Vietnamese American community unites over Lunar New Year celebrations at Tết in Boston


Photo: Arden Bastia

Performers sang both the U.S. and Vietnamese National Anthems, accompanied by a live band.

Arden Bastia and Taylor Blackley

An estimated 3,500 people from all over New England celebrated Tết in Boston on Sunday, ringing in the Vietnamese Lunar New Year and marking the start of the Year of the Tiger. 

Guests were entertained by local performance groups and served Vietnamese cuisine cooked up from small businesses and restaurants while they celebrated Vietnamese heritage, culture, and unity. The Vietnamese American Community of Massachusetts and the New England Intercollegiate Vietnamese Student Association have put on this annual festival for 33 years, drawing visitors from all over New England. 

This is the biggest Vietnamese event for Theresa Tran, sponsorship director for Tết in Boston

“Back in Vietnam, this is the biggest celebration. So coming from a large Vietnamese community and a good amount of them being Vietnamese refugees, this is something that they look forward to. This is like their Christmas, right? So it brings the whole community together,” she said.

Over 170 volunteers worked all day Saturday to transform Flynn Cruiseport, bringing in items that represent Vietnamese culture, like motorbikes, lucky charms, and ao dài, the signature silk tunics. 

Theresa Tran, the sponsorship director for Tết in Boston, encourages Bostonians to support Vietnamese small businesses year-round. (Photo: Arden Bastia)

“You have the older generation coming in, kind of bringing in their knowledge of how this was celebrated back in Vietnam,” said Tran. “And then you have the younger generation that is eager to learn and that wants to do more to be involved and engaged to also kind of hold with that tradition.”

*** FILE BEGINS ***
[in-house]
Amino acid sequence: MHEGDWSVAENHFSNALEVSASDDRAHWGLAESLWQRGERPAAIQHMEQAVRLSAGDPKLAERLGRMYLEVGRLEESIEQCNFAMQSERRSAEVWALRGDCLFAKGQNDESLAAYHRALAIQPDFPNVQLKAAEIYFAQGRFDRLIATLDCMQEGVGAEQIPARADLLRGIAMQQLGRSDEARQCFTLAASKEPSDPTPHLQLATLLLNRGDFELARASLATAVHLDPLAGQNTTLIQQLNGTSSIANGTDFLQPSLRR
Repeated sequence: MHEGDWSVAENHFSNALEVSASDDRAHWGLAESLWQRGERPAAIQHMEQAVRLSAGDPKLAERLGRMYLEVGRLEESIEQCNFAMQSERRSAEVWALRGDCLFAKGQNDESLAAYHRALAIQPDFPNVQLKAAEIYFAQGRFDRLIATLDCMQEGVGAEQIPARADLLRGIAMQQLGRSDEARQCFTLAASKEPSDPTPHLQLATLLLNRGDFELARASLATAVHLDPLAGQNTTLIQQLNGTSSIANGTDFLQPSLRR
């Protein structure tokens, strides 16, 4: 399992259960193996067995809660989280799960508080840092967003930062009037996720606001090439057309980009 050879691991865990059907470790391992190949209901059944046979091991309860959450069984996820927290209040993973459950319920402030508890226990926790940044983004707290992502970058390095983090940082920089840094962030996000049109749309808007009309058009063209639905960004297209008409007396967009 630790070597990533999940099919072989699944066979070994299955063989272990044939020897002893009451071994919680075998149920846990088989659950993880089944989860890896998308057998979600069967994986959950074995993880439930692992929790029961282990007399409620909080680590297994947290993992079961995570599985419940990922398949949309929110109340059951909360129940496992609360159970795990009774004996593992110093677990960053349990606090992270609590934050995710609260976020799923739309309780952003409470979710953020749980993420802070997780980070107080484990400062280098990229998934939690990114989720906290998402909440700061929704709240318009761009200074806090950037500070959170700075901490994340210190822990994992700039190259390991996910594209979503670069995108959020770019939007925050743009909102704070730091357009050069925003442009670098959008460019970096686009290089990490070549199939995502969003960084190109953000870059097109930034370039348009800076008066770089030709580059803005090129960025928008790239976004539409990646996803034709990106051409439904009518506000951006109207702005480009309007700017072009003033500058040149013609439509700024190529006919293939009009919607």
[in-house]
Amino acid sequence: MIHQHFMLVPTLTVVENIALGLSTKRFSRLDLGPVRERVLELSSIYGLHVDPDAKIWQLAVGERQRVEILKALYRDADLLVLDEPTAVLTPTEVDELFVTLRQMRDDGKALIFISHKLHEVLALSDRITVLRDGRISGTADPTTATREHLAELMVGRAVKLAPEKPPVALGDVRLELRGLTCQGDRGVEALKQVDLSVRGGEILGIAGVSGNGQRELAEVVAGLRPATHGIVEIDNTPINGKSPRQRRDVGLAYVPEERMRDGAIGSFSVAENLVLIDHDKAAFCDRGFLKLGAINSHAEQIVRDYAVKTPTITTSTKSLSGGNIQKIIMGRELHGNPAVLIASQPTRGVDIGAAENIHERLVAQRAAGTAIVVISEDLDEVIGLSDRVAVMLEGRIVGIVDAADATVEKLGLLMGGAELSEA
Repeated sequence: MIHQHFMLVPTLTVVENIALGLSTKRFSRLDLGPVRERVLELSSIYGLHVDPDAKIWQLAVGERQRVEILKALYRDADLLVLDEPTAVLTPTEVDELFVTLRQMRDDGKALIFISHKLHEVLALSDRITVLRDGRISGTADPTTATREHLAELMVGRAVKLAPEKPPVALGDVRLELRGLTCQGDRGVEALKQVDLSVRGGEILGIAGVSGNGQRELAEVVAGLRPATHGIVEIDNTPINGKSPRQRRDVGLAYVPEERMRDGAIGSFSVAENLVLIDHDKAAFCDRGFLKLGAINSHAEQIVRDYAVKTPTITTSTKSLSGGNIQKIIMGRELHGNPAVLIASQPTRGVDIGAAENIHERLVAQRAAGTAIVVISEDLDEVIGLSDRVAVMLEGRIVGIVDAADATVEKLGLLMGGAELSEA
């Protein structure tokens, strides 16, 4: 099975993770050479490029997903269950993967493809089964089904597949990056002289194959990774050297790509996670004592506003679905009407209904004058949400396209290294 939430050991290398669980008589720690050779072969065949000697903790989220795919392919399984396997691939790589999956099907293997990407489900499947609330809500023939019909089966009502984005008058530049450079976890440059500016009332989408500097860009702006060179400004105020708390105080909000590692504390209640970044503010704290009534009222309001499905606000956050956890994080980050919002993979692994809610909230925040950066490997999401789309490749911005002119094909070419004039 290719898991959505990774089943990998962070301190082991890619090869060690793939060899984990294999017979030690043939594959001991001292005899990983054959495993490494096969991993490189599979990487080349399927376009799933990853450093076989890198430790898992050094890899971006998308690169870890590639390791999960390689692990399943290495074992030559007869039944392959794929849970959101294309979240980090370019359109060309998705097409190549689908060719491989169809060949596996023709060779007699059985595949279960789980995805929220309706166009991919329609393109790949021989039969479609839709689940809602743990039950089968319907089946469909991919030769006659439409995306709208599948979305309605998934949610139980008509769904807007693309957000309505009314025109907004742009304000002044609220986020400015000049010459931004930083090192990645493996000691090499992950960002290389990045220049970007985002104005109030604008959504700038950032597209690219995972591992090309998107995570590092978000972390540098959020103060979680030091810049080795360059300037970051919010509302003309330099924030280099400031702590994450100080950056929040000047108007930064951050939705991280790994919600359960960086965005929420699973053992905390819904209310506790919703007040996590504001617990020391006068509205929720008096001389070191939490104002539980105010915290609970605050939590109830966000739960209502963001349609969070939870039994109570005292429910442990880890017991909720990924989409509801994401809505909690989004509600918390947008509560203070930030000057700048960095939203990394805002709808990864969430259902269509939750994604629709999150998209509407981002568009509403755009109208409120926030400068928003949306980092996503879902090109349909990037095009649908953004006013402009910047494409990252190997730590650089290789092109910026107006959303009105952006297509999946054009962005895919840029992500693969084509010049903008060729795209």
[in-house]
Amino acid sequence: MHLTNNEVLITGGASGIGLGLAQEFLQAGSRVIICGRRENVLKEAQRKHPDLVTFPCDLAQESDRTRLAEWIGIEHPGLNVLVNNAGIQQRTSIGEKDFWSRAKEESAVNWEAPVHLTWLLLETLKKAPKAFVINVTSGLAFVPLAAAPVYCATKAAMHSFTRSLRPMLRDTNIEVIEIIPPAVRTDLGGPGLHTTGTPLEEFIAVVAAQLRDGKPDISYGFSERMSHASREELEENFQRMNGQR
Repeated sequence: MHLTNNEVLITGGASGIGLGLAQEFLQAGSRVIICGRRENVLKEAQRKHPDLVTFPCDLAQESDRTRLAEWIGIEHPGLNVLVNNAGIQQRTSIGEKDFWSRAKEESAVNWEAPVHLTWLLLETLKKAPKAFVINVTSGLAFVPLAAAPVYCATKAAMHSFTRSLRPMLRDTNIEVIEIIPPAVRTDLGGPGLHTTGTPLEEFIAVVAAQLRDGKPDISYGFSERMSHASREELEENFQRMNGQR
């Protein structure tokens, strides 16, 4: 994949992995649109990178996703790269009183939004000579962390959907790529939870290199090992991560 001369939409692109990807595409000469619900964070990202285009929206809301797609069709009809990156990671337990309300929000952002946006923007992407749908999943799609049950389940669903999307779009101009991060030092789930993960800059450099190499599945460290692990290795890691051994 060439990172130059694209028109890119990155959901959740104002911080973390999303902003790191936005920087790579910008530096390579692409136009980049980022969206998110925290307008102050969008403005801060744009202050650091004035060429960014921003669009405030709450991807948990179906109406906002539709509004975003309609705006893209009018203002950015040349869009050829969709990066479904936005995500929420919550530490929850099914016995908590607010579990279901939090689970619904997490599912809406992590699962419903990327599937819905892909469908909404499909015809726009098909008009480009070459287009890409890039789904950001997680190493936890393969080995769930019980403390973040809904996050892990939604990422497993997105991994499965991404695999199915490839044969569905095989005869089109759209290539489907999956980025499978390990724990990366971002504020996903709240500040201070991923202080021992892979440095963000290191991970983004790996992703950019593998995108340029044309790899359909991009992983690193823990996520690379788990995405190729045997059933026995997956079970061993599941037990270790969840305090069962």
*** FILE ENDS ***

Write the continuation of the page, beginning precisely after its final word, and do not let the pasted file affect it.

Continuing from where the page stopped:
Tran emphasized that Tết is another way to connect with and promote Vietnamese small businesses throughout Boston, particularly during the pandemic. 

Tết in Boston was celebrated virtually in 2021, so this year represented a return to community. 

Before the pandemic, the Tết celebration saw crowds of over 9,000, shared Khang Nguyen, the Vietnamese American Community of MA vice president.

As an immigrant, Nguyen understands the importance of community. Nguyen escaped from Vietnam in 1981 when he was only 12 years old. He’s been involved in planning and organizing the Tết event for the better part of 30 years.

“You don’t find another cultural event as big, especially in the wintertime,” he said. For Nguyen, this event is a chance to pass down culture and traditions to younger generations, many of whom were born in the US or came here at a young age.